Though he’s staked his claim to the Nine Inch Nails gothic electro rock sound in recent years, the elf-masked Norseman known as Mortiis is still best known for his atmospheric synthesizer instrumentals. And with good reason—few electronicists are as adept at conjuring mood as Mortiis. Brought back from the deep, dark places of the world by Projekt, Ånden som gjorde Opprør and Keiser av en dimensjon Ukjent (his second and third albums, respectively) delve into four tracks of lush, forboding smoke and fire. Using little more than an orchestral synthesizer (that sounds like Mortiis sat at the keyboard and actually played, rather than programmed) with some tympani and the occasional spoken or chanted vocal, the trollish wizard evokes the march of some distant army returning from the wars, or the sunlight hitting the dungeon as the door opens for the final time, or that instant as the drawbridge lowers in the fog and the weary travelers emerge from the forest. Mortiis’ melodies borrow from Norwegian folk and military marches, apparently giving that proud Nordic blood a high-five, but you’d be hard-pressed to isolate his sources. Suffice to say that the ancient moods haunting these disks come more from the dark elf’s brooding imagination rather than some repressed racial memory. These albums aren’t for everyday play, but on those nights at the inn hoisting a tankard after trudging heavily through the fjords, they’re just the ticket. -Michael Toland
Mortiis, as rather fey young man once told me in a deathrock club, is a troll. Judging from the prosthesis-and-makeup photos in Ånden som gjorde Opprør and Keiser av en dimensjon Ukjent, I would say he looks more like an evil creature from Labyrinth or The Dark Crystal...but there is something undeniably trollish about Mortiis's music. On these two albums, both in recent digipack re-releases from Projekt, Mortiis crafts dark synth-orchestral journeys into a world of medievalesque fantasy. Mortiis's synth work is decidedly lo-fi and without much dynamic movement, and this creates an atmosphere entirely different from artists working with a similar aesthetic. Indeed, both of these records seem to keep to the depths of the dungeon instead of ascending the castle's spires; the four long tracks contained on Ånden som gjorde Opprør and Keiser av en dimensjon Ukjent all tend to wallow in depressive tones rather than the usual shift-and-flow of neoclassical or dark ambient music. The new art for the digipacks does an excellent job of setting the mood for these albums: both Ånden som gjorde Opprør and Keiser av en dimensjon Ukjent play like the soundtracks to sword & sorcery epics that were never filmed.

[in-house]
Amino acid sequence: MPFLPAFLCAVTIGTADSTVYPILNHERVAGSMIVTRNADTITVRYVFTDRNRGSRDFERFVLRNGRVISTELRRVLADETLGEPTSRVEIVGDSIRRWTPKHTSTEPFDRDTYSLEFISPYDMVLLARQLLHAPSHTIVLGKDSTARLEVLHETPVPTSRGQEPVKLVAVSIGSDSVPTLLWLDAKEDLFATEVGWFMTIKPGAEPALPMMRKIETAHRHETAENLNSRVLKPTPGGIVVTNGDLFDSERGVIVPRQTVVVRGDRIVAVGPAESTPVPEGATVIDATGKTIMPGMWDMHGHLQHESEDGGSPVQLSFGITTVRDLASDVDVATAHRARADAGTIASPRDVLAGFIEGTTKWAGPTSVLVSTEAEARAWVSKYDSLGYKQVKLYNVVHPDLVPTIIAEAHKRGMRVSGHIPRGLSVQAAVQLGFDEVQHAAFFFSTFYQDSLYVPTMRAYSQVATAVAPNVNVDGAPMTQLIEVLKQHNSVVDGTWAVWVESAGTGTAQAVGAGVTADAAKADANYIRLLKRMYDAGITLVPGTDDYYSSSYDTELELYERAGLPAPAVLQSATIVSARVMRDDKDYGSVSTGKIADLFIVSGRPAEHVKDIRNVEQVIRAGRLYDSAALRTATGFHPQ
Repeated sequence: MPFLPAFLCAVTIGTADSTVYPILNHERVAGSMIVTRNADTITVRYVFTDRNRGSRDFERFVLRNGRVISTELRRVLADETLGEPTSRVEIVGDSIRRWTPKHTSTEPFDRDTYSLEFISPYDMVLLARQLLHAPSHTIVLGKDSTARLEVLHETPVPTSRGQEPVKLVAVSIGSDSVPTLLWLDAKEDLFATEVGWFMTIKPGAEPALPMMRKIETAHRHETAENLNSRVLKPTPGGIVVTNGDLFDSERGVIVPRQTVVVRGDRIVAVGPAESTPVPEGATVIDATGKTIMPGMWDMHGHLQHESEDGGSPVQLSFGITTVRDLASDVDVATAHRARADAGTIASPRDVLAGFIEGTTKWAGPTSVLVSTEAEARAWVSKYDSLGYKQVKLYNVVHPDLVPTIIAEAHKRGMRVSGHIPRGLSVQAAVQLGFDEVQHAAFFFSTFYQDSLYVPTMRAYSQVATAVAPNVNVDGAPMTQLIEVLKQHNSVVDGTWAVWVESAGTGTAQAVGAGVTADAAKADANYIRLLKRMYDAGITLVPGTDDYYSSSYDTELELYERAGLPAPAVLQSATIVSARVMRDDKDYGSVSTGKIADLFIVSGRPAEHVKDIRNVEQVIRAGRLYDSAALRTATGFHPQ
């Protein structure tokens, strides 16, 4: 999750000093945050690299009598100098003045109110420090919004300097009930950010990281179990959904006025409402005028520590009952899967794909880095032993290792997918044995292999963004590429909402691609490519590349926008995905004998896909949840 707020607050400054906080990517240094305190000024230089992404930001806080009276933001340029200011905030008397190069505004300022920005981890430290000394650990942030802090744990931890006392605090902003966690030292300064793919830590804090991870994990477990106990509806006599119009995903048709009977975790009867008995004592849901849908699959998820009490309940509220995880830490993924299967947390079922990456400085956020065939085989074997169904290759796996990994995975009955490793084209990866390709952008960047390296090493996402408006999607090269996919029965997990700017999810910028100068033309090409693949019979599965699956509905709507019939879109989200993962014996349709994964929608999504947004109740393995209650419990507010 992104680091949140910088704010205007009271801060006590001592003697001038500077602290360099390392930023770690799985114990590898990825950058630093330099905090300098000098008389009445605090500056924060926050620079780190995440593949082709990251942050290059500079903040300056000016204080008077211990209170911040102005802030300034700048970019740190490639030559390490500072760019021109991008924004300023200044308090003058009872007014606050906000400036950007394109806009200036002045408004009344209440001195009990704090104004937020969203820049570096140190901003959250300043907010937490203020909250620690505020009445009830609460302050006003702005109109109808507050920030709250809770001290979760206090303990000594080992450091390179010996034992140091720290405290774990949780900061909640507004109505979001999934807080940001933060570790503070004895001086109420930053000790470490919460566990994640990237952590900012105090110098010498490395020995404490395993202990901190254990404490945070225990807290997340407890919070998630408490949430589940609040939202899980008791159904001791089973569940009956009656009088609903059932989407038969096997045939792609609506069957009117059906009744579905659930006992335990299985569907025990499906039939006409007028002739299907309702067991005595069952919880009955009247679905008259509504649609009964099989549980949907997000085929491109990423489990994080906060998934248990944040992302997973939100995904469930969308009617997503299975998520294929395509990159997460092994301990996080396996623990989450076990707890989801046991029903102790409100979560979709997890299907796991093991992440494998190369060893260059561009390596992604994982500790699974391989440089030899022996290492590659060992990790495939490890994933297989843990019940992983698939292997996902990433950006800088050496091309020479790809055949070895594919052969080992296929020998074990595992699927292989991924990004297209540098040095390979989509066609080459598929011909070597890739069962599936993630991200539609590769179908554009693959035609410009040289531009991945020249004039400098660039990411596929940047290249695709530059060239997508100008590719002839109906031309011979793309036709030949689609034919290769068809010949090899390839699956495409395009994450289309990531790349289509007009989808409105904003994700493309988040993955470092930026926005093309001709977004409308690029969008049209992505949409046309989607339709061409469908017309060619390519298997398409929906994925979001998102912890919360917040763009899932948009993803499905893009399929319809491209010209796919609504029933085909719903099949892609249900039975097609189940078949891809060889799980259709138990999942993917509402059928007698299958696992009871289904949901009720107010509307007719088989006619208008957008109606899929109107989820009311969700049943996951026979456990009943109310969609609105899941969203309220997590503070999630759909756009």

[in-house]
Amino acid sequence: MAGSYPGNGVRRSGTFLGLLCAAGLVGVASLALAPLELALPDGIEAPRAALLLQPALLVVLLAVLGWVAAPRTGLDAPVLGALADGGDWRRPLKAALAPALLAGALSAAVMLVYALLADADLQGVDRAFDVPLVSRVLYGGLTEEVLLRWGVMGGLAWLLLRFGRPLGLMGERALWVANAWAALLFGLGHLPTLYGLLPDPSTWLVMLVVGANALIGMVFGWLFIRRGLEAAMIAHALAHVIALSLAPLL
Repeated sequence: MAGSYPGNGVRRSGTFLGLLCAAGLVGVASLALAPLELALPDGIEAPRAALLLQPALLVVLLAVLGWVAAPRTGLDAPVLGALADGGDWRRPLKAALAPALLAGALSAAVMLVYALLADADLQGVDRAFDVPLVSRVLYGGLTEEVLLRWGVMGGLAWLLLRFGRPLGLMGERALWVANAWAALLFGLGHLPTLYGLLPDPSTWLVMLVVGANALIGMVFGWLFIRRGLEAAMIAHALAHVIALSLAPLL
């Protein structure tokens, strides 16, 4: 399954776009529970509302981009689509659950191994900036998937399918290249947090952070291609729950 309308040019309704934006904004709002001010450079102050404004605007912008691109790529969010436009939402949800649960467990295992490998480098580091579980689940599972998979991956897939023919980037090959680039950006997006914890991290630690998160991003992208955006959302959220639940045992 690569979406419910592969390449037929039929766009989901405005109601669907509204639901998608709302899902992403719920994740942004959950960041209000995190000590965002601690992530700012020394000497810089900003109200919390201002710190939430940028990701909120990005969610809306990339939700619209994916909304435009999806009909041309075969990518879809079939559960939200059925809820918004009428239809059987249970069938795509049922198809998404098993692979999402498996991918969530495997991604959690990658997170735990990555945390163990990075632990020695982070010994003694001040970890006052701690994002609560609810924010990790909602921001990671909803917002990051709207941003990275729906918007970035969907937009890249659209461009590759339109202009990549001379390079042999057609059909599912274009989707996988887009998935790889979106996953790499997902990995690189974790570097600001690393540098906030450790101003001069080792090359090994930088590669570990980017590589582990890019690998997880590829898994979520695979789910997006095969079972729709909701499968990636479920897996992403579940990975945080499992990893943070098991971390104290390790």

Mortiis is an excruciatingly complex and immensely interesting persona. With roots in the infamous Norwegian Black Metal styles, and having played bass for Emperor (a black metal band), for only a short period, Mortiis set out to build up on a theatrical aspect to his music. Specializing in what he refers to as Dungeon Music, he's created synthesizer-filled ambient albums of long pieces that mix an old-age Norwegian time period with the visuals of fantasy.
Mortiis transforms into a goblin with long, pointed nose, unkempt hair and excess, shedding skin (if you remember Blix from Ridley Scott’s Legend that starred Tom Cruise and Mia Sara, then you have a perfect idea of what Mortiis’ alter-ego appearance is like – but Google and see for yourself). And if you can imagine film music much like the old horror features with their brooding and menacing soundtracks, then, once again, you have an idea of what these decade-old Mortiis solo releases sound like.
Released in 1994 (Ånden som gjorde Opprør - ?) and 1995 (Keiser av en dimensjon Ukjent – Emperor of a Dimension Unknown), these extended 2-track albums provide a soundtrack to ancient and isolated castles with dungeon in medieval times. These are not the war-torn and oppressed castles that we’re film-familiar with but rather, weathered edifices with deep dungeons and wet, dripping walls that hide horribly corrupt goings-on within. Outside, the sun grudgingly reaches the interior of the castle grounds for the mass of trees that surround – and protect – the mouldering structure.
Listening to these one can easily imagine a torture chamber filled to capacity with agonized kidnapped villagers camped on the castle owner’s vast lands by need. If anyone is familiar with Brian Lumley’s Necroscope book series, one could easily apply these albums of music as the soundtrack to the Starside aeries that fill the series during the Vampire World trilogy. Now and again, sinister spoken words pepper these sometimes majestic, mostly funereal ambient discs. 1995’s Keiser av en dimensjon Ukjent delivers a creepier feel but with sadder undertones in sound than 1994’s Ånden som gjorde Opprør, which itself is the more majestic story piece.
Projekt, a premier Gothic label based in NYC, have often released quality titles of pure ambience. It is then natural for the label to reissue these Out of Print titles from Mortiis (who now records excellent industrial metal as a four-piece band) with beautifully coloured, and redesigned glossy digipak casings. If you follow the Mortiis mythos, then you are aware of his theatrically enhanced and transitory musical styles. Mortiis ambience isn’t for everyone but if you are a fan of ambient music that is different in scope than most ambient pieces, then Mortiis’ Dungeon Music might be the thing. -Matt Rowe